LOS ANGELES — Bill Cosby will not dignify "decade-old, discredited" claims of sexual abuse with a response, his attorney said Sunday, the first reaction from the comedian to an increasing uproar over allegations that he sexually assaulted several women in the past.
In a statement released to The Associated Press and posted online, attorney John P. Schmitt said the fact that the allegations are being repeated does not make them true.
He doesn't intend to "dignify" the allegations with a comment.
An uproar has grown over allegations that Cosby assaulted several women in the past.
The renewed attention to a dark chapter for Cosby began last month when a comedian, Hannibal Buress, assailed the veteran entertainer during a stand-up performance in Philadelphia, calling him a "rapist." His remarks were captured on video and posted online, gaining wide exposure.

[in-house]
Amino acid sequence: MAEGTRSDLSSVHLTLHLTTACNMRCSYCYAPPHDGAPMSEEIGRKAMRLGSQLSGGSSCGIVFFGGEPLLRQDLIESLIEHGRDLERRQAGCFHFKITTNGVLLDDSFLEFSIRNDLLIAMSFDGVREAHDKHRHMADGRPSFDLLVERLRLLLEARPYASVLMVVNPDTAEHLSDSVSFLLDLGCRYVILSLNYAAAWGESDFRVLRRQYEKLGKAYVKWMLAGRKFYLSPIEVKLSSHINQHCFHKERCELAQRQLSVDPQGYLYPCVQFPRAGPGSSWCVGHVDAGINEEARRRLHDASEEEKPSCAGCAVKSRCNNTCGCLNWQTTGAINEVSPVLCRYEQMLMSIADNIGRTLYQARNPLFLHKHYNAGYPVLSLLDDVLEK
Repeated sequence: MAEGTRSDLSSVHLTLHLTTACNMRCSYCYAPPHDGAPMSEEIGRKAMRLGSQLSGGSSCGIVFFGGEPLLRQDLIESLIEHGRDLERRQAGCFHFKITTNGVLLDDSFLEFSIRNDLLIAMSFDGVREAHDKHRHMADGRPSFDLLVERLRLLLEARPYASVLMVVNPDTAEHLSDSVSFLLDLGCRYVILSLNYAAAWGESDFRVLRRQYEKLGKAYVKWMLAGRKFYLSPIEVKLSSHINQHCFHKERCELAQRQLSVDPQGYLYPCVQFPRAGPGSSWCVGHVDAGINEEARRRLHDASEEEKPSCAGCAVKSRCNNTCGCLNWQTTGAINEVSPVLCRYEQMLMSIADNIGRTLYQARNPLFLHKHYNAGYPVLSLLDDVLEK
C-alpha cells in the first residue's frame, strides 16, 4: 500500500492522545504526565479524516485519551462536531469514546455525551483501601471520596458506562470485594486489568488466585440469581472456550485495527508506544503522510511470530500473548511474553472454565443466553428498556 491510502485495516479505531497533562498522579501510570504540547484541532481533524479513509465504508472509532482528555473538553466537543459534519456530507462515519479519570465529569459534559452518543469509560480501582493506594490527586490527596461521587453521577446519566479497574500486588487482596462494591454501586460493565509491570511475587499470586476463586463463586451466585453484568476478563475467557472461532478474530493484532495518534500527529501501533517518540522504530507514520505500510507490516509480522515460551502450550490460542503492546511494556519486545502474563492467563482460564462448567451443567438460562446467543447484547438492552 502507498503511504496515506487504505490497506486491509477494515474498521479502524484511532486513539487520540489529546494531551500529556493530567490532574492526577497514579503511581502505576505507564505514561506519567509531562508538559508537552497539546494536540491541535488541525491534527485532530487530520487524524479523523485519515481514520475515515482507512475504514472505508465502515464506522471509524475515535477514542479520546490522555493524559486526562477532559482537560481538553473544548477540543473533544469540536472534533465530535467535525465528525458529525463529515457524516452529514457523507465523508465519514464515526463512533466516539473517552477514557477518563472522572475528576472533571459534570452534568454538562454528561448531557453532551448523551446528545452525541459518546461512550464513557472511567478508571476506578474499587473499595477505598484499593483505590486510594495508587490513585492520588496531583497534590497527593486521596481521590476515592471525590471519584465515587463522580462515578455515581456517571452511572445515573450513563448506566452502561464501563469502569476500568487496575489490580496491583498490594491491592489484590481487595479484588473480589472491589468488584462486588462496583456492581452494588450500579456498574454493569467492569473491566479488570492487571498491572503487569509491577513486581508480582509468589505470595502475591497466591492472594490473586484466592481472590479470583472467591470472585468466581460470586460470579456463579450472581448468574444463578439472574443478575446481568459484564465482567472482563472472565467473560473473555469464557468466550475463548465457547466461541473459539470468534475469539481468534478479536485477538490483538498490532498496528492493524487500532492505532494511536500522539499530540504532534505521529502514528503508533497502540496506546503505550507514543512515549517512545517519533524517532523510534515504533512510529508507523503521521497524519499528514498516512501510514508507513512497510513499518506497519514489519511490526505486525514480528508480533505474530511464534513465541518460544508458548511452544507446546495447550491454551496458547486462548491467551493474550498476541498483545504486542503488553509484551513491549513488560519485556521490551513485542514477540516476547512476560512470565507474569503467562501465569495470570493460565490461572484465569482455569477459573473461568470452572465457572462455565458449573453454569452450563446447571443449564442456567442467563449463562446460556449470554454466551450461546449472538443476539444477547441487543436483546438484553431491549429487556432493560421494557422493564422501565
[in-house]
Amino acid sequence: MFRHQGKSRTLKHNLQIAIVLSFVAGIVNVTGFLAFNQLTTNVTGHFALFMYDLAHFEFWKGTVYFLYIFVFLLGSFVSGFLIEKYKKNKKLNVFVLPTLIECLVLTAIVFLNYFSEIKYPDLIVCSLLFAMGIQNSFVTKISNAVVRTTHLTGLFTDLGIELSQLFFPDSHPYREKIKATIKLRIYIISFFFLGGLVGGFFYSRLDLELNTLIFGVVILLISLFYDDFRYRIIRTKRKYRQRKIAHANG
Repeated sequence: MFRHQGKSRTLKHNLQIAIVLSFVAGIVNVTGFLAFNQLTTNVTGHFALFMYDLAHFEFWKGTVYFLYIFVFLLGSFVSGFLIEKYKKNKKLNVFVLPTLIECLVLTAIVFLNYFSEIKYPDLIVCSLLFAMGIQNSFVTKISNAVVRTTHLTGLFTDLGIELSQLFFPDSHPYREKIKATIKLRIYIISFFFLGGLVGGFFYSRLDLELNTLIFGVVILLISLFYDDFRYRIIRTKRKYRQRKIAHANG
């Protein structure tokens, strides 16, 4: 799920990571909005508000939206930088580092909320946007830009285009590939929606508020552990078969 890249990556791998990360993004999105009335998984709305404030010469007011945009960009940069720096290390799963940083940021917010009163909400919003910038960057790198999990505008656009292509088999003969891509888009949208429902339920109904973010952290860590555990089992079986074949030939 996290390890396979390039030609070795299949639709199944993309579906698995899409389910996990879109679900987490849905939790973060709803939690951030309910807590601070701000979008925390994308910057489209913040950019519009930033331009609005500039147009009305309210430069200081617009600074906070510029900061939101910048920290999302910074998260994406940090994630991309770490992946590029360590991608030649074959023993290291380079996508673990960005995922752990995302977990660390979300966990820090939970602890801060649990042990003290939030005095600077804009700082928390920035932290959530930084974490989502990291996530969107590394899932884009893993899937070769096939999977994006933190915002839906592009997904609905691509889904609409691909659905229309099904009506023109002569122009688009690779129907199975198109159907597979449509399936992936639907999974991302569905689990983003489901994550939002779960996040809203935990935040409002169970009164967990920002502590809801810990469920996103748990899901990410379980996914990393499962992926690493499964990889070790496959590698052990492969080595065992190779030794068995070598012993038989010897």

On Thursday, one of Cosby's alleged victims, Barbara Bowman, published her account in the Washington Post:
Cosby "won my trust as a 17-year-old aspiring actress in 1985, brainwashed me into viewing him as a father figure, and then assaulted me multiple times," Bowman wrote. "In one case, I blacked out after having dinner and one glass of wine at his New York City brownstone, where he had offered to mentor me and discuss the entertainment industry..."On Saturday, NPR's Weekend Edition Saturday aired an interview recorded last week with Cosby. The comic was there to talk about artwork, but host Scott Simon said he had to ask Cosby about the sexual assault allegations. Nearly a full, uncomfortable minute goes by without Cosby offering a word.
Cosby, who was never criminally charged in any of the cases, settled a civil suit in 2006 with another woman over an alleged incident two years before.